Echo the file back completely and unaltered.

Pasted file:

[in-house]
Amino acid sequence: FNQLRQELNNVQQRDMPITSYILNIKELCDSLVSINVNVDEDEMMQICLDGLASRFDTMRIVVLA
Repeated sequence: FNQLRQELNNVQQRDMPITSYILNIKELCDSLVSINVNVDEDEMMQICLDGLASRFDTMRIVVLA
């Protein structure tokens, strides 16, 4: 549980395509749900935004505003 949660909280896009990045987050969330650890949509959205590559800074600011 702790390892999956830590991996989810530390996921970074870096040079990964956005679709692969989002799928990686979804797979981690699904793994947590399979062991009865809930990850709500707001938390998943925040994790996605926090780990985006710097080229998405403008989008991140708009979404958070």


[in-house]
Amino acid sequence: FNQLRQELNNVQQRDMPITSYILNIKELCDSLVSINVNVDEDEMMQICLDGLASRFDTMRIVVLA
Repeated sequence: FNQLRQELNNVQQRDMPITSYILNIKELCDSLVSINVNVDEDEMMQICLDGLASRFDTMRIVVLA
């Protein structure tokens, strides 16, 4: 549980395509749900935004505003 949660909280896009990045987050969330650890949509959205590559800074600011 702790390892999956830590991996989810530390996921970074870096040079990964956005679709692969989002799928990686979804797979981690699904793994947590399979062991009865809930990850709500707001938390998943925040994790996605926090780990985006710097080229998405403008989008991140708009979404958070």